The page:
Female planners make more money than women in most other professions and the gap between their salaries and those of their male peers is much smaller than in other fields, according to the Financial Planning Association's salary research study released today.

The 2010-2011 FPA Financial Planning Salary Survey: Compensation, Incentive and Benefit Data for Financial Planners, Technical Specialists and Support Staff is designed to help planners and firm owners know industry standards on a number of topics.

The survey includes 1,000 respondents from firms of various sizes and specialties. It provides information on compensation and benefits by firm characteristics and region for firms from sole practitioners to those managing more than $1 billion in assets and serving hundreds of clients.

Among the findings are that women financial planners are paid 96% of what their male counterparts make. In full-time employment as a whole, women make 80 cents for every dollar earned by a male counterpart. However, the percentage of women who are planners is less than 30%, a figure that hasn't changed much over the last decade and is less than in many other fields.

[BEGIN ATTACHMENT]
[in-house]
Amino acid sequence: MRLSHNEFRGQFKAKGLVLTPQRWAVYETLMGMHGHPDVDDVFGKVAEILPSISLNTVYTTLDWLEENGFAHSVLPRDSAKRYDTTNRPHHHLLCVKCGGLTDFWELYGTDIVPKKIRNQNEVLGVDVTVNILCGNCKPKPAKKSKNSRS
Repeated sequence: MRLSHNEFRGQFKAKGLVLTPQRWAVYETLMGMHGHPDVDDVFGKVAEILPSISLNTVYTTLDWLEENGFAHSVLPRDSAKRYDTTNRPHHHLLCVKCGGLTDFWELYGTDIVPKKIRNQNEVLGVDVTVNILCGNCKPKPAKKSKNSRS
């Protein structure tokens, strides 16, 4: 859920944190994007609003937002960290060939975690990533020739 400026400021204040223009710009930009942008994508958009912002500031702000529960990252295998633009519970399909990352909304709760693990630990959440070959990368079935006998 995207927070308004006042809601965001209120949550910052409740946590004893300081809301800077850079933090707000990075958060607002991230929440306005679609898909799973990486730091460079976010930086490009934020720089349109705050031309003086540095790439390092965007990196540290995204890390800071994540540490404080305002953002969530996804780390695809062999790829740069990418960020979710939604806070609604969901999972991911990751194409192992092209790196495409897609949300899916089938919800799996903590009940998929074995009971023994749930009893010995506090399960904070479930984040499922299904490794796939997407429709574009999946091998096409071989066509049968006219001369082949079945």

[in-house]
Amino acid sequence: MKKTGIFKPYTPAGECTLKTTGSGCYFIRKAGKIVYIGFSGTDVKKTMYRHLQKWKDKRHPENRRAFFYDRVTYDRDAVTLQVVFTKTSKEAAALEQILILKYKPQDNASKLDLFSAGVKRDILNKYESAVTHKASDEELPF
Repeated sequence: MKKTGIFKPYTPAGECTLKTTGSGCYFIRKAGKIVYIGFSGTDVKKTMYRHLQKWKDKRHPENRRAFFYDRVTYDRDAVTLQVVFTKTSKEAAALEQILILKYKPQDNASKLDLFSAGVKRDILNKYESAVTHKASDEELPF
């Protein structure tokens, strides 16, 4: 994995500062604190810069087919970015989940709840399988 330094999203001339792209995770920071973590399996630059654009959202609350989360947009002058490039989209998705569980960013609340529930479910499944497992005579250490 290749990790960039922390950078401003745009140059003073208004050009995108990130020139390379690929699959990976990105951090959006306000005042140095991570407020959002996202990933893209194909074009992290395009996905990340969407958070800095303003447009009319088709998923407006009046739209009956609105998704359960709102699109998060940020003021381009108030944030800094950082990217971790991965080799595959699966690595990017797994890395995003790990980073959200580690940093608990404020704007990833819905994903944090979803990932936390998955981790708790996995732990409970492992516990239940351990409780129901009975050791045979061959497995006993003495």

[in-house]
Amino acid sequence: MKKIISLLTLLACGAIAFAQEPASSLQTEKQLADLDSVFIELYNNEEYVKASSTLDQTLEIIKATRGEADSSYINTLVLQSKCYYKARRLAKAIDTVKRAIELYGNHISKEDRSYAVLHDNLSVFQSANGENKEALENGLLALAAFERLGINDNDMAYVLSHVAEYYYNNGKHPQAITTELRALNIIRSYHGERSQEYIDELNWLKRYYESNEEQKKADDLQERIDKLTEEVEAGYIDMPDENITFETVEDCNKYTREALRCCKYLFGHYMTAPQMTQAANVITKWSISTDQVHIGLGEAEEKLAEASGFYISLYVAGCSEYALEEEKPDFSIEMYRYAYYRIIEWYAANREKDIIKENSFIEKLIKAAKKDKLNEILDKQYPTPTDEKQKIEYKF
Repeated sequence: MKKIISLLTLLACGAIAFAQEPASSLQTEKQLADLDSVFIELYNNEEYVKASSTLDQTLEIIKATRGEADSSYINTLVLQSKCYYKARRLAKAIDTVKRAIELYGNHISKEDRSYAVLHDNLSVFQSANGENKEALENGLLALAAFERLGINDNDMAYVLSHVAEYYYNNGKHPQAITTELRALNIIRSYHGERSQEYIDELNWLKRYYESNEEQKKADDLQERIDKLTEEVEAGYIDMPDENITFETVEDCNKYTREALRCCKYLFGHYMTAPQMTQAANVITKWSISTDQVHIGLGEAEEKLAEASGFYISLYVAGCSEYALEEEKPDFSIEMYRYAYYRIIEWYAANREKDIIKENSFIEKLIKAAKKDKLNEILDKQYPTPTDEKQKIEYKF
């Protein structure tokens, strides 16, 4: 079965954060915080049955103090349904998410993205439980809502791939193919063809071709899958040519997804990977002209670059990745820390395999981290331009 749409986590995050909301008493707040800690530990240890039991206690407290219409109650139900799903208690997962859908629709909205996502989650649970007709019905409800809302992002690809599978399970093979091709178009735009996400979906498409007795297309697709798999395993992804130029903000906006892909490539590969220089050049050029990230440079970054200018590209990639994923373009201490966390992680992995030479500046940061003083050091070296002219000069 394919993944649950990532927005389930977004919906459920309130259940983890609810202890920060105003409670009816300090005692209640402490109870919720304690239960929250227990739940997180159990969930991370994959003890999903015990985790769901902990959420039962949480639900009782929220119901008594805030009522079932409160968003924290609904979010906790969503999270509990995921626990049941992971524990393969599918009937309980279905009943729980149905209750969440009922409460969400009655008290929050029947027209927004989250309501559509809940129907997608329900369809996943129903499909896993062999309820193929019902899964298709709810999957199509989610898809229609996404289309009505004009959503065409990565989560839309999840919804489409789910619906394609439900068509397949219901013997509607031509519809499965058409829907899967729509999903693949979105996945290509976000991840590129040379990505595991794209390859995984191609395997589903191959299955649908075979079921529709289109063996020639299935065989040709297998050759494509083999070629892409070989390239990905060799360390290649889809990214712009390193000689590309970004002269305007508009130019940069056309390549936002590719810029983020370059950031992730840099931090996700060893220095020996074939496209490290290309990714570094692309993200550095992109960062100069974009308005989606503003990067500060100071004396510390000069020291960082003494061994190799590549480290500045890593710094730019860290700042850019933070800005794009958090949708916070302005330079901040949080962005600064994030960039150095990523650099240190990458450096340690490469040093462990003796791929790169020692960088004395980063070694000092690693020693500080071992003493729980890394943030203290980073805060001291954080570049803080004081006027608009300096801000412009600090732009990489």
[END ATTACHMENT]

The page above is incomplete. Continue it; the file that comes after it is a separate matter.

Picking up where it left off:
The new 2010 Comprehensive Interactive Compensation Calculator included in the report enables advisors to calculate compensation ranges based on firm size, job characteristics, AUM, number of clients and other factors. It allows comparisons nationally and by region and by firm type.

Among the survey findings are that a planner with one to three years' experience earns about $48,500 a year and earns more the longer he or she is with the same firm, rather than switching firms. Nearly half of the firms surveyed say they will hire additional staff within the next 12 months. The report is available online through the FPA Store at www.FPAnet.org and costs $125 for FPA members and $350 for non-members.